Happy to be back home!

Saturday, November 1, 2014

As One Leaves Another Comes….

Due to circumstances outside of Ashley’s control. Our Akapusi, Stacey, is no longer with us. It’s not what you think. Stacey was/is an adorable kitten and would have made a wonderful addition while in Uganda, but he wanted more. It all started when Matt left. Like clockwork he made sure Ashley was awake by 5:30 every morning as he cried to go outside, but of course he didn’t want to just be an outdoor kitty. By the afternoon he wanted to be inside snuggling and introducing his friends to Ashley’s skin. … Yes, Ashley was attacked by fleas and ticks, and of course her skin reacted severely, what else would it do? Being normal and just having little bite marks are just too much to ask for. Then one magical day the package finally came from Ashley’s mom filled with goodies including things for the kitty. Flea wash and collars, no more bites. But then it happened, he found an orange little kitty friend and the rest is history for the most part. Kitty meets friend, friend has lots of bugs, big bugs, and kitty gets more bugs, they bite mommy, mommy gets woken up before the sun, mommy decides kitty needs to be able to run free with kitty friends and live outside. To sum it all up, Stacey is living very comfortably on one of the nurse’s plantations nearby chasing rats and playing with kitty friends  while mommy is still recovering from bites even after seeing 2 doctors, receiving antibiotics and every ointment under the sun.... but kitty is happy. Some cats are just not meant to be indoor cats, Lesson Learned.

So, as Stacey left Matt came back! After 4 weeks in the States he is back in Uganda. Thankfully, everyone back home is doing better and Matt will now be able to focus on things here. The trip back was a lot better than going; it was like all forces were trying to keep him from reaching the States. A 36 hour trip turned into 54 with no change of clothes or money (what happens when Ashley doesn’t pack). Thankfully, coming back was just at 26 hours with no delays.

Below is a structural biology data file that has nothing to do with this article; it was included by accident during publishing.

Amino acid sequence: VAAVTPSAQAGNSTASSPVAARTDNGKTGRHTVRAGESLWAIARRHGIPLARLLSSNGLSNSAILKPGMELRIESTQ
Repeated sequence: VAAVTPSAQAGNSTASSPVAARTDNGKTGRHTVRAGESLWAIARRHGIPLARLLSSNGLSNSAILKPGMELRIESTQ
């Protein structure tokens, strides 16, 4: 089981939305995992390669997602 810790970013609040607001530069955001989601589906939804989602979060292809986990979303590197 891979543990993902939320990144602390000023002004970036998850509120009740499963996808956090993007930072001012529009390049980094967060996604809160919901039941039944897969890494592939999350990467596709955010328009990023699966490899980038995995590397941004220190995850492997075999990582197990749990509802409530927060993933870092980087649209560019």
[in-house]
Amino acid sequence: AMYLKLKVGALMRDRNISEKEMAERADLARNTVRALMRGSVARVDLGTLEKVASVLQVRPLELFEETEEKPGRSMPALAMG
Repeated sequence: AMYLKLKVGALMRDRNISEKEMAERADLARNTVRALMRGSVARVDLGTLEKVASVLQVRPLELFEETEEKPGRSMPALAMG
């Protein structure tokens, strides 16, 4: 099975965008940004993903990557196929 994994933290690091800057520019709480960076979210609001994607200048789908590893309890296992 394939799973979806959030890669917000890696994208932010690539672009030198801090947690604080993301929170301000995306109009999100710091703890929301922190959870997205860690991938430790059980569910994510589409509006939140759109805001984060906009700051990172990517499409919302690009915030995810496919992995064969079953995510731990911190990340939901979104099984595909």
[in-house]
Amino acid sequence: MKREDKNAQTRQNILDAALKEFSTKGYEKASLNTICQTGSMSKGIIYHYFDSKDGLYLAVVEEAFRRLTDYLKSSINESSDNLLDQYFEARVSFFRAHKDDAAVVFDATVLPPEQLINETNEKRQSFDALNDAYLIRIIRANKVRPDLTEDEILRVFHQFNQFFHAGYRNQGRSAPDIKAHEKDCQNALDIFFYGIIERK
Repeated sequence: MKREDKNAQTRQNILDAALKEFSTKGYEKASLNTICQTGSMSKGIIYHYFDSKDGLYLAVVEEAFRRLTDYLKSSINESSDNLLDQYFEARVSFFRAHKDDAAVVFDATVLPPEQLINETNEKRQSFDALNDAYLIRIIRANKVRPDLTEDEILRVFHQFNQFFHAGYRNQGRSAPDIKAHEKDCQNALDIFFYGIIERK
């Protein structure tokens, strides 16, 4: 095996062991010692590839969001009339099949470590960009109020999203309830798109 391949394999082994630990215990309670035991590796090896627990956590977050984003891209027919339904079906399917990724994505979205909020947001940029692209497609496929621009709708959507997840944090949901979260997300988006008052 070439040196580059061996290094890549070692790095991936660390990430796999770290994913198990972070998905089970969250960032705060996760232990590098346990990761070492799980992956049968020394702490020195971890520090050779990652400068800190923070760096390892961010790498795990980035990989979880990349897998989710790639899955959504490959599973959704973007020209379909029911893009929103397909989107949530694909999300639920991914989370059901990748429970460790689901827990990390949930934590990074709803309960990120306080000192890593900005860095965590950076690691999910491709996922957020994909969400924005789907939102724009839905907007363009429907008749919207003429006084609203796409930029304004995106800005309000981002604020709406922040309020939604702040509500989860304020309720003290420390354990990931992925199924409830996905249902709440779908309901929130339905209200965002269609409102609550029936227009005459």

Welcome Back Matt!

Monday, October 27, 2014

Ugandan Events

These past few weeks I have had the opportunity to attend 
several events in my community. A Ugandan event is a lot like
 an American event but at the same time a lot different.
 First let’s start with the concept of time. When you say 10:00 am to an American they will most likely arrive a few minutes before 10 just to make sure they are there on time; you never want to be the last one to walk in…people will stare. When you say 10:00 am to a Ugandan, I am pretty sure they hear is “come sometime after 10, maybe 11 if you can make it by 12 it would be great”. What I have learned: do not go hungry or without something to keep you occupied because you will wait and wait.

Now let’s start with the actual event and what happens. It’s similar to the U.S. there is the opening where you have the anthems, opening remarks and prayers but then we move into speeches. The only thing, Ugandans absolutely love speeches. I’m pretty sure there is a rule that each speaker must speak for twice as long as the one before. Also, at the beginning of each speech you thank every single person that is important, even if everyone before you has already done it; it’s really a big deal. If you are the only obujungu “white person” then expect each of them to thank you for being there. They will call you out, have you stand up and you will more than likely be expected to make a speech; being shy of talking in front of large groups of people will be something you soon get over.